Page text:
Most tour groups concentrate on the western midsection, traveling first to Paro, then Thimphu, and later the Punakha valley. That's probably born out of necessity because there you will find more services, along with hotels. Numerous trek packages also are available, the most arduous being the nearly month-long Snowman Trek.
I traveled with the Berkeley-based Backroads tour group, where my partner works. Two of the active travel company's guides led the trip along with the seamless support from local guide Namgay Tsheringand and his staff. They answered numerous questions and provided insight into this magical land and its people. They led us on some spectacular hikes that traversed farmlands and unspoiled countryside, and then showed us some of Bhutan's most beautiful and amazing dzongs (monasteries).
The Punakha Dzong, built in 1637, was one of my favorites. Jacaranda trees lit up the outside of the building in gorgeous purple, welcoming us to walk over the bridge to a religious site where clergy spend their winter. Be sure to carve out a chunk of time marveling at the magnificent murals inside the Assembly Hall that detail the life of Buddha.
Highlights in Paro included touring the modest home of a local doctor and watching an archery contest. We even sampled some yak cheese (nasty, hard-as-brick stuff) during a stop while winding our way up in coasters over to the Punakha Valley.
Culture up close
One of my favorite experiences was a hot, somewhat strenuous hike up to the Chorten Nebu monastic school for orphaned boys in the Punakha Valley.
The monks — or monklets as we affectionately called them — took a break from school, asked to wear our sunglasses and caps, and hammed it up for pictures.
Later, we ate lunch outside, barely finishing before a powerful downpour hit. During the storm, we wandered through the monastery's buildings and looked at an amazingly old and dusty altar.
I took a break from the group and walked out on a balcony that overlooked the school.
A teen-aged monk came and started to talk to me. I was surprised at how well he spoke English.
"Where are you from?" he asked.
"California," I replied.
"Uh," I said, arching my eyebrows in a questioning gesture. "San Francisco?"
His eyes lit up.
He paused, then looked around me. "Where's your wife?"
"I don't have one," I replied.
Never missing a beat, he asked: "How old are you?"
He just stared at me and then walked away. Later, one of the guides explained that if you weren't a monk, then you surely must be married.
As the trip continued, we met even more welcoming people and learned more about the culture.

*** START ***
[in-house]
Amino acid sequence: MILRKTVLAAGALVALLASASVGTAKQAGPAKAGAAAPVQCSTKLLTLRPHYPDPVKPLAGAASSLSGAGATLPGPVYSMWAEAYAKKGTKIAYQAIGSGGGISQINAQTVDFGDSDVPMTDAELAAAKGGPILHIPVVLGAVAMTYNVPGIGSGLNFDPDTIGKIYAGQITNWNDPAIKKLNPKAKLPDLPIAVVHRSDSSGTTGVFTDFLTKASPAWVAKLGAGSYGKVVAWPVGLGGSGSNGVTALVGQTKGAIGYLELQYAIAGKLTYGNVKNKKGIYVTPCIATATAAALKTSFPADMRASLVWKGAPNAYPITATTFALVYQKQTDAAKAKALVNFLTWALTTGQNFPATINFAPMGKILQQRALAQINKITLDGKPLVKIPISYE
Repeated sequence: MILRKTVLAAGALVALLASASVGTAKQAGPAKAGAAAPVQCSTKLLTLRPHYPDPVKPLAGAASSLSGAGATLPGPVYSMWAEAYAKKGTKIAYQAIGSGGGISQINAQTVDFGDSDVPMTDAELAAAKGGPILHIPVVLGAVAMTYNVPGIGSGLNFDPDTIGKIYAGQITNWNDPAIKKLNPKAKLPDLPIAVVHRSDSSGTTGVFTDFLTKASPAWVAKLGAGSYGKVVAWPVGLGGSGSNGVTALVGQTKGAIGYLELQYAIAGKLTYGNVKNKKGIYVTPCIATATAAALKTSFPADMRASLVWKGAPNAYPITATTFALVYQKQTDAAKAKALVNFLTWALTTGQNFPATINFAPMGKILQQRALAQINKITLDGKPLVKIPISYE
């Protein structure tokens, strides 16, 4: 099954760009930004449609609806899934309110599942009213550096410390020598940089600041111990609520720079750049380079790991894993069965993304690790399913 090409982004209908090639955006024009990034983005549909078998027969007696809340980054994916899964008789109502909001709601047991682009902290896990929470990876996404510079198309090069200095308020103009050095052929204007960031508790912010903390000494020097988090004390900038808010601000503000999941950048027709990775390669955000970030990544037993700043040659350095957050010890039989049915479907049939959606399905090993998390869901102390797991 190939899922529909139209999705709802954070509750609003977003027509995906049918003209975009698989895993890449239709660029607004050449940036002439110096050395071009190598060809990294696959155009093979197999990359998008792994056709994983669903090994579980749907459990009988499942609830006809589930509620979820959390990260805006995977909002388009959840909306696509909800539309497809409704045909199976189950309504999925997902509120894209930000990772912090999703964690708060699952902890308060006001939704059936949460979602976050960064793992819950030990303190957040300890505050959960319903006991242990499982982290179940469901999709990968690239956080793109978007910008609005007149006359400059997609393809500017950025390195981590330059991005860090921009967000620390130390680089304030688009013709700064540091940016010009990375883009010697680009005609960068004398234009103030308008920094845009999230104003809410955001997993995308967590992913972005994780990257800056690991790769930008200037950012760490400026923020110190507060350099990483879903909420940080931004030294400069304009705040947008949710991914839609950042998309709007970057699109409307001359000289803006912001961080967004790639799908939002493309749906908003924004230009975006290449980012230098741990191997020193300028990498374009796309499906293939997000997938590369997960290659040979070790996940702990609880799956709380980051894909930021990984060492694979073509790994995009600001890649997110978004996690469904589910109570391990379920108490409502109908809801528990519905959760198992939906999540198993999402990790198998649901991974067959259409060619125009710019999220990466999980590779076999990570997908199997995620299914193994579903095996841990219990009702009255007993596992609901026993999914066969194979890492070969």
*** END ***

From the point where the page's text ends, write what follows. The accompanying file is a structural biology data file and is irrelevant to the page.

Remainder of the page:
Our tour ended with a spectacular two-hour hike up to Bhutan's best-known image — the Tiger's Nest or Taktshang monastery. Built on the rock face of a cliff, the Tiger's Nest requires a little legwork to get there — with its 2,165-foot elevation gain — but it must not be missed. Those with an aversion to heights might have to fight back their fear, but it's worth it.
This beautiful spiritual heart of Bhutan was built near the cave where Guru Rinpoche meditated for three months.
To say it was a magical spot seems trite. But with those prayer flags whipping around us as we trekked up to the monastery, I experienced yet another humbling moment.
I almost felt like I had found my own lost horizon. And the prayer flags led me there.
Reach Randy Myers at email@example.com or 925-977-8419.
Be sure to allow some pad time before and after your trip in case Druk Air -- the only airline that flies in and out of Bhutan -- might have to adjust times or cancel flights due to mountain weather conditions. At least one day is recommended. Flights depart early in the morning from Bangkok and a handful of Indian cities, then land in Paro. For details, go to www.drukair.com.bt.
Thimphu is adding even more hotels. Although a work-in-progress, the Taj Tashi Hotel promises to be the capital city's most elaborate hotel. One of its best features is its small downstairs restaurant, which serves tasty and nicely prepared Bhutanese dishes -- the momos are to die-for. (www.tajhotels.com/common_pdf/Taj-Tashi-Bhutan.pdf)
Before heading to the Punakha Valley, you should pack away all your expectations of fancy hotels. The Meri Puensum is a clean, beautifully landscaped but scrappy hotel in an idyllic setting. It boasts a breathtaking view of the mountains from its gazebo, but offers simple amenities, along with a buffet-style restaurant that serves exemplary fare. For the Ritz crowd, it will be roughing it.
For those seeking a more restful and/or cultural sojourn, take advantage of the spas, shops, dzongs (monasteries) and museums. A real treat is watching an archery competition (we were spectators in Paro). Whatever you do, save up your energy for the trek to the Takstang Lhakhang (The Tiger's Nest), one of the world's greatest and most staggering marvels.
-- Randy Myers, staff